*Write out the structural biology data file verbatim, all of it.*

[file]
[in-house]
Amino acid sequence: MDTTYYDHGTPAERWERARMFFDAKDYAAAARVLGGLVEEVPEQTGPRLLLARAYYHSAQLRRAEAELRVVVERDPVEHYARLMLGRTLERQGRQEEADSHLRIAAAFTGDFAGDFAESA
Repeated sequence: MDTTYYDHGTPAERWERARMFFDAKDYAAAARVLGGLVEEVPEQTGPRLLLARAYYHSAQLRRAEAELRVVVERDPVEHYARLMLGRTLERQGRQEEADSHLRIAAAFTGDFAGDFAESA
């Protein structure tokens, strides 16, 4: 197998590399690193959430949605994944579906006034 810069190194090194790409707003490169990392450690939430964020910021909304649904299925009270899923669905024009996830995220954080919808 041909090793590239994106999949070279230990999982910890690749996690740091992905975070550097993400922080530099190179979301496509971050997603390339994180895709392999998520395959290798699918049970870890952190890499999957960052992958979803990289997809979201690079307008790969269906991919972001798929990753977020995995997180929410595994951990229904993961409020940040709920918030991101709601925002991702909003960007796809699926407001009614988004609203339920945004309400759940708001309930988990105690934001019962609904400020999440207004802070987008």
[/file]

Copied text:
[in-house]
Amino acid sequence: MDTTYYDHGTPAERWERARMFFDAKDYAAAARVLGGLVEEVPEQTGPRLLLARAYYHSAQLRRAEAELRVVVERDPVEHYARLMLGRTLERQGRQEEADSHLRIAAAFTGDFAGDFAESA
Repeated sequence: MDTTYYDHGTPAERWERARMFFDAKDYAAAARVLGGLVEEVPEQTGPRLLLARAYYHSAQLRRAEAELRVVVERDPVEHYARLMLGRTLERQGRQEEADSHLRIAAAFTGDFAGDFAESA
């Protein structure tokens, strides 16, 4: 197998590399690193959430949605994944579906006034 810069190194090194790409707003490169990392450690939430964020910021909304649904299925009270899923669905024009996830995220954080919808 041909090793590239994106999949070279230990999982910890690749996690740091992905975070550097993400922080530099190179979301496509971050997603390339994180895709392999998520395959290798699918049970870890952190890499999957960052992958979803990289997809979201690079307008790969269906991919972001798929990753977020995995997180929410595994951990229904993961409020940040709920918030991101709601925002991702909003960007796809699926407001009614988004609203339920945004309400759940708001309930988990105690934001019962609904400020999440207004802070987008």